Asthma and allergies bring discrimination

There are concerns people with asthma and allergies may face discrimination due to similarities with Covid-19 symptoms.

A new study conducted by Sensitive Choice, a National Asthma Council programme, has found 41% of Otago residents would automatically assume someone coughing or sneezing near them may have Covid-19.

The research also shows a large proportion of the population live with asthma and allergies such as hay fever, which can produce similar symptoms to Covid, particularly with high levels of pollen around.

According to the study, the number of those who say they were living with asthma in Otago was 7%.

Massey University epidemiologist Prof Jeroen Douwes said the results of the study were concerning and better awareness of the burden of asthma and more support for those living with the condition was necessary to help reduce the number of hospital admissions and largely preventable loss of life each year.

He said there was not enough research available yet to fully understand the relationship between asthma and Covid-19 or whether the complications from the disease may be more significant, but many New Zealanders living with asthma would have elevated stress levels as a result of the uncertainty.

"Any scenario where a person with asthma may experience stigma or discrimination as a result of experiencing common symptoms of the disease puts them at unnecessary risk.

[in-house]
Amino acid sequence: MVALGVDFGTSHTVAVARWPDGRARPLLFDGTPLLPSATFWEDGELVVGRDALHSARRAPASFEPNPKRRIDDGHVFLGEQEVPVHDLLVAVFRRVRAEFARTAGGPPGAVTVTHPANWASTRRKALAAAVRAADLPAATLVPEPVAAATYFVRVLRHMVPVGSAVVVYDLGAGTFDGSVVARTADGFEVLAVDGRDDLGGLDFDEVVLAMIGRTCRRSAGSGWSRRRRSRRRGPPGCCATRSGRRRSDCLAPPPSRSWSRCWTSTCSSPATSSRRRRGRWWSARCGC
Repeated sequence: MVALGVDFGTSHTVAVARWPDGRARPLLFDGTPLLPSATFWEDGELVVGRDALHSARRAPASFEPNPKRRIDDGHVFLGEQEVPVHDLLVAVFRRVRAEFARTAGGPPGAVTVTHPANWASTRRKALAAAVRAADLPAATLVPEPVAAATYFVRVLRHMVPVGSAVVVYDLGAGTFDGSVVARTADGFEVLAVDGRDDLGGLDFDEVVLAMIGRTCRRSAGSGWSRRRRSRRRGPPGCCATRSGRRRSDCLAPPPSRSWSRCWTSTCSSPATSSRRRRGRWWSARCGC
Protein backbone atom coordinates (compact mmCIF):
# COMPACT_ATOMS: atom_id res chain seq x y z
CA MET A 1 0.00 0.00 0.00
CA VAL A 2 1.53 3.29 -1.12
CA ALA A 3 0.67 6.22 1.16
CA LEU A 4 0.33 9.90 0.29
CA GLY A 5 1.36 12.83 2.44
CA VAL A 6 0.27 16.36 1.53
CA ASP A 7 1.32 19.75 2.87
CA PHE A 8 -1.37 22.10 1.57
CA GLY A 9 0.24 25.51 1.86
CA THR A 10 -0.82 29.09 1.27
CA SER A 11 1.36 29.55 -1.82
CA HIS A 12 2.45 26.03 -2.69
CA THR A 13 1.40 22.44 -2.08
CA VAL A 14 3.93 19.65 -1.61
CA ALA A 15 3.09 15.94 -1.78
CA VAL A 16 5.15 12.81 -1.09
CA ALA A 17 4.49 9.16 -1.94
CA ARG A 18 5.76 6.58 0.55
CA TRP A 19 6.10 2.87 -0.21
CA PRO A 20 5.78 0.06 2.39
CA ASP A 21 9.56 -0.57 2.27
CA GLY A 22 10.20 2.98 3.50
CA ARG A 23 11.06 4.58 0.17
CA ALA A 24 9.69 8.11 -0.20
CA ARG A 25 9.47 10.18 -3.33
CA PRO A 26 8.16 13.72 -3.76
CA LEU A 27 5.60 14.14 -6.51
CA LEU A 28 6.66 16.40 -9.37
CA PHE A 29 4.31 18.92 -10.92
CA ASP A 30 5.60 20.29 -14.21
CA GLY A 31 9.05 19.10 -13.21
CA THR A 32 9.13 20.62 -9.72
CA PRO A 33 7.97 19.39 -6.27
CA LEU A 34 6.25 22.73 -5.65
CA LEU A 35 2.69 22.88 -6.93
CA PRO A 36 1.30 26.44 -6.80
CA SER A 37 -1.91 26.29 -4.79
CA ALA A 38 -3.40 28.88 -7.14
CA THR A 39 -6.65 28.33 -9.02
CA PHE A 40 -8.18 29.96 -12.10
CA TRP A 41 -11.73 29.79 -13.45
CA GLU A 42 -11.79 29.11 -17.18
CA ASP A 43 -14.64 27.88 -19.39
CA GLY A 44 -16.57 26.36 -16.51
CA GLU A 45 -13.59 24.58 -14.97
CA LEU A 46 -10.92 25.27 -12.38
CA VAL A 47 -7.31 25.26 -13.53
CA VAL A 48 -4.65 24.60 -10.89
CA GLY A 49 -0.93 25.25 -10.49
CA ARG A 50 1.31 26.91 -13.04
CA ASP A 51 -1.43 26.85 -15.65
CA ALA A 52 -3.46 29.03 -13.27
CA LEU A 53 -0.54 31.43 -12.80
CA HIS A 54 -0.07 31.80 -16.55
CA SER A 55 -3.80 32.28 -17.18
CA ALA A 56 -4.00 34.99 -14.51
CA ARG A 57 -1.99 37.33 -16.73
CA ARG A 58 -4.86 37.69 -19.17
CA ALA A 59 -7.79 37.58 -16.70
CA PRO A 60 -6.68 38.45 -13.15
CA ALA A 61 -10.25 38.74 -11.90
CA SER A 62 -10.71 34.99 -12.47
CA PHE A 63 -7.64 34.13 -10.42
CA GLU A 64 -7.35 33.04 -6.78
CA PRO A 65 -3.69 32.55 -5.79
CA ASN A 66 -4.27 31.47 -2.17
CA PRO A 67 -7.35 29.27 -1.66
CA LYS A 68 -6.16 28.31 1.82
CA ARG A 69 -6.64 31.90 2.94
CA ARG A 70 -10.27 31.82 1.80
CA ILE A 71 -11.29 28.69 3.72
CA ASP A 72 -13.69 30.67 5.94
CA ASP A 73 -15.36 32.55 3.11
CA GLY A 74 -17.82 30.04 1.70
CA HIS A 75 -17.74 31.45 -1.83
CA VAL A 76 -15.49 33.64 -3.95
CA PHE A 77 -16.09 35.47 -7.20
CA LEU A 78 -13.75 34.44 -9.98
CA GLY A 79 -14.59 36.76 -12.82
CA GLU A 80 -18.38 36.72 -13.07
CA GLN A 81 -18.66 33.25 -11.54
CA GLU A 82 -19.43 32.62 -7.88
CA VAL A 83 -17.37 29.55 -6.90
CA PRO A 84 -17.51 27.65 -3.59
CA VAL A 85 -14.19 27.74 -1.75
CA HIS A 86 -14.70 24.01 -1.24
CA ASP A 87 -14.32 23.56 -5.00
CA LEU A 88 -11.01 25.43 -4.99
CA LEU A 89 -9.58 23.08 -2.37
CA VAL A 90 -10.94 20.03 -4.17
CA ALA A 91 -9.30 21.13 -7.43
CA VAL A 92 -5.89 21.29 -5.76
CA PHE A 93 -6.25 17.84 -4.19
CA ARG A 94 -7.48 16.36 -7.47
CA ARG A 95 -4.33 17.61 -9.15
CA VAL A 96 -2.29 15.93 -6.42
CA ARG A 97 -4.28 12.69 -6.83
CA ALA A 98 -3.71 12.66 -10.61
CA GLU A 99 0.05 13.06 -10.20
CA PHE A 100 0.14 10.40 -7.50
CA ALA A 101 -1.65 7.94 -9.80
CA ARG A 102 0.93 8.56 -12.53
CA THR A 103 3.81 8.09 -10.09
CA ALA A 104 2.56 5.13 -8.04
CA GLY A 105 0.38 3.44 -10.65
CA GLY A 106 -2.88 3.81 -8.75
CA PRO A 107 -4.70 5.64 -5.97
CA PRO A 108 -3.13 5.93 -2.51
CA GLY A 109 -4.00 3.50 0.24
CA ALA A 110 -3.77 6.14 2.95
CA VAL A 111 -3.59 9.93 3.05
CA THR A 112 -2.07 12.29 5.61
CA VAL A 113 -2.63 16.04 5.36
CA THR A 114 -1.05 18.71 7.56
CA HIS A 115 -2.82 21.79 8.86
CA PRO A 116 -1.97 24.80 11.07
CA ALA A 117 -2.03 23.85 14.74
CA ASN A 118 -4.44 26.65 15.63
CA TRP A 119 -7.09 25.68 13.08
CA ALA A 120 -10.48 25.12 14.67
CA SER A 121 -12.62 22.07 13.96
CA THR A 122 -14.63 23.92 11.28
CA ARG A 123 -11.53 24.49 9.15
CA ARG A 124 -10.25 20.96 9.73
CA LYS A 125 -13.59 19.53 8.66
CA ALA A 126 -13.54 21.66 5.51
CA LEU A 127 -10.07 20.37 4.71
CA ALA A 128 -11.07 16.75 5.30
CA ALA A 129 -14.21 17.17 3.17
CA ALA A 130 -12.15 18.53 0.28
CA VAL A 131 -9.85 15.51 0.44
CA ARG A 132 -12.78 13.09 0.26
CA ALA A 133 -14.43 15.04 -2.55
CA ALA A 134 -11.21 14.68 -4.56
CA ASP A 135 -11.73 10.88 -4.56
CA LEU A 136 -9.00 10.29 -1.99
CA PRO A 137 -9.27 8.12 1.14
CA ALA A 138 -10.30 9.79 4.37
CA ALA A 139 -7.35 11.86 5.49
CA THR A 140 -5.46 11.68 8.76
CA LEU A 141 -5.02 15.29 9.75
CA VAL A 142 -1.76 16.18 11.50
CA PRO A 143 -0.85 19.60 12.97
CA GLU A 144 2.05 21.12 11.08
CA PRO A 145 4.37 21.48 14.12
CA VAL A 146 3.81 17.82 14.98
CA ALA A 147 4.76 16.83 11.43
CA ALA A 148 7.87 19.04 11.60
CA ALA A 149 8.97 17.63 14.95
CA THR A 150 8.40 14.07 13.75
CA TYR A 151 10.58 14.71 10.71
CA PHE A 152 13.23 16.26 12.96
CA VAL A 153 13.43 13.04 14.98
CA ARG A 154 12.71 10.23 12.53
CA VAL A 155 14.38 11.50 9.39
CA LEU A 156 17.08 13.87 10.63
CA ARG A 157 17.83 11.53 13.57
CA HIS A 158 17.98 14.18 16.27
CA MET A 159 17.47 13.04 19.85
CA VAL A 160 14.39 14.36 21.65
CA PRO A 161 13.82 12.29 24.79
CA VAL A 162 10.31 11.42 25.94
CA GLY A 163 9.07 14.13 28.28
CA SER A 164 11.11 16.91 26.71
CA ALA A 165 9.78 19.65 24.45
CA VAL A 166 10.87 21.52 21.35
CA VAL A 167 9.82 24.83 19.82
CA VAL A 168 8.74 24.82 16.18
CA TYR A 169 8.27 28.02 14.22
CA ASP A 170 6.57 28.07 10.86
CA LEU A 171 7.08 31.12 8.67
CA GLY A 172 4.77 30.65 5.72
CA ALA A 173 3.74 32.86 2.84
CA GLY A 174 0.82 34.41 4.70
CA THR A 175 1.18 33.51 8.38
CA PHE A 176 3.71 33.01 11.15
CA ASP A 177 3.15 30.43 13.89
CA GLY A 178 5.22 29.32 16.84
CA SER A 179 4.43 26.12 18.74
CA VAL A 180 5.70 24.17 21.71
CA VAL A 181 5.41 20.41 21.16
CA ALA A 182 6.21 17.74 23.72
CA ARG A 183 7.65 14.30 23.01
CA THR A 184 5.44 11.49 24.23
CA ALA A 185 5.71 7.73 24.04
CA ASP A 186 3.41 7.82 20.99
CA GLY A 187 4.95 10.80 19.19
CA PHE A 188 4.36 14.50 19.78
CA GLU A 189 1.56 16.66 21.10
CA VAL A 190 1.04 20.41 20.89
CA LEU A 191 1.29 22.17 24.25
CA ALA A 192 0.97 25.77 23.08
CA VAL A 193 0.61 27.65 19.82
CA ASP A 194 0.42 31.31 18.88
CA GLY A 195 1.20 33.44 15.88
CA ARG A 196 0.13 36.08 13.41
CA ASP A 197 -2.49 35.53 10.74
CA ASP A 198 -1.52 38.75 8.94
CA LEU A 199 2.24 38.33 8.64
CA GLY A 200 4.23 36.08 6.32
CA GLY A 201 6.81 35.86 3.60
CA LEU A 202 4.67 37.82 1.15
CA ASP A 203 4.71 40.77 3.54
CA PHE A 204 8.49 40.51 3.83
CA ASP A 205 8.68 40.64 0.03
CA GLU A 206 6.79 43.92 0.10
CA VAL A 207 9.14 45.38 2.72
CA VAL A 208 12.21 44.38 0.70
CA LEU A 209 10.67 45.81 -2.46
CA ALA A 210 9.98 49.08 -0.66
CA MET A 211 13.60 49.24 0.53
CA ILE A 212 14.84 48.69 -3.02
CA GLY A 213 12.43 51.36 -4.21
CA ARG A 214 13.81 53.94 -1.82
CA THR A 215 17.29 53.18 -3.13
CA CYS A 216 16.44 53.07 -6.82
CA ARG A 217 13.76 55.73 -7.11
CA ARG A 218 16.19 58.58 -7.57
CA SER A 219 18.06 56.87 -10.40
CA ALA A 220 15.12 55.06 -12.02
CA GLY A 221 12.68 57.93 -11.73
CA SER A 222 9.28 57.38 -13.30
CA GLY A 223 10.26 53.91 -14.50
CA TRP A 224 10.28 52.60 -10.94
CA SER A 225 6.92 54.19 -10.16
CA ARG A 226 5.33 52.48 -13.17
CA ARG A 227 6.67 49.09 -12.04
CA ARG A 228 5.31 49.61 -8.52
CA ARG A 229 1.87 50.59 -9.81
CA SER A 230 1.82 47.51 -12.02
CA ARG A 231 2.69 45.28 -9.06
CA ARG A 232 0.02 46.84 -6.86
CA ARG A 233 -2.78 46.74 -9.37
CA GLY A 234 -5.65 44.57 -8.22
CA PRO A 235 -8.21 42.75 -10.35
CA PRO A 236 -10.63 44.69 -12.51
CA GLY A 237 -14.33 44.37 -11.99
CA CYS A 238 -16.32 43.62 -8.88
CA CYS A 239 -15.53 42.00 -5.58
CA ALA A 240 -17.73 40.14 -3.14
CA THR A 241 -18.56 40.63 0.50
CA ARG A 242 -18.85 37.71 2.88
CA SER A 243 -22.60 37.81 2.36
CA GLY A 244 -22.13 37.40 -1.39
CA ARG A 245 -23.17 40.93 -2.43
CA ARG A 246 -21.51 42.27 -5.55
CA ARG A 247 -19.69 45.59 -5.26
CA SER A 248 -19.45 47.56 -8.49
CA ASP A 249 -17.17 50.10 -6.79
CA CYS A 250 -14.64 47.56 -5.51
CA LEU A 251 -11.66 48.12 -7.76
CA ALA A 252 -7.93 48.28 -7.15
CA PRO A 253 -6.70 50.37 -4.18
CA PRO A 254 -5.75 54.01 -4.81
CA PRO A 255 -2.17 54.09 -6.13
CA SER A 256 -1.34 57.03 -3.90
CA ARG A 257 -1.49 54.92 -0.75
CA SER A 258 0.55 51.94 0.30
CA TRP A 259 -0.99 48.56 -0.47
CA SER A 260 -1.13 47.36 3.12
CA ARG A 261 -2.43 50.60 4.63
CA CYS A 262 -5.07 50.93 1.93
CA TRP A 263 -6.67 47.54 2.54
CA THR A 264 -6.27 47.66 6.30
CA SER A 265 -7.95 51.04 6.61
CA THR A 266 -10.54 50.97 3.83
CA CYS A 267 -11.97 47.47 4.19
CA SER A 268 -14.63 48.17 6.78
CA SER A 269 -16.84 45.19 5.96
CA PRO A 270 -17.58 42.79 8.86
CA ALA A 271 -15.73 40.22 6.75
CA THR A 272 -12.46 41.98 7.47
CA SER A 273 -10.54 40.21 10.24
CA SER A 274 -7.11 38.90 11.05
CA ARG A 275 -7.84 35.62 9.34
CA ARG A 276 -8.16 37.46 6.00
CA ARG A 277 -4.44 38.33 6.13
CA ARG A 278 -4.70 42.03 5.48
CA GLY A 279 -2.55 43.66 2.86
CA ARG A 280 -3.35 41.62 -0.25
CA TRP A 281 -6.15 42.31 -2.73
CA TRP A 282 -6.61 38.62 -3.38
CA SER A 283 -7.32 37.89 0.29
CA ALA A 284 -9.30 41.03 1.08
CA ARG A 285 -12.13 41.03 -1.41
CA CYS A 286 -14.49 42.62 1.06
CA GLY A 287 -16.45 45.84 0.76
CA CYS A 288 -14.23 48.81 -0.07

"In the current pandemic environment, this could occur in the workplace or at school, where the standard practice for those who are coughing or sneezing is to send them home.''

It was important to show empathy to those living with asthma and allergies, he said.

"The last thing we need is an environment where a person with asthma feels they should be self-conscious when they should be seeking help or delays seeing their GP.''

The Sensitive Choice study found more than half of New Zealanders live with some form of allergy.

Among those New Zealanders living with asthma or allergies, many had experienced a range of emotions which in some cases had been heightened by the current pandemic, the study found.

One in 10 of those living with asthma or allergies feel embarrassed about their health condition while others said they feel depressed (9%), disadvantaged (9%), or sad (8%).

Prof Douwes said in New Zealand the burden of asthma was weighted disproportionately higher towards children from some ethnicities and future research into reducing the burden of asthma in New Zealand should be concentrated to help solve specific issues.

"There are still children, predominantly Maori and Pasifika children, in this country that end up in hospital multiple times a year and are not being prescribed the standard treatment."

 

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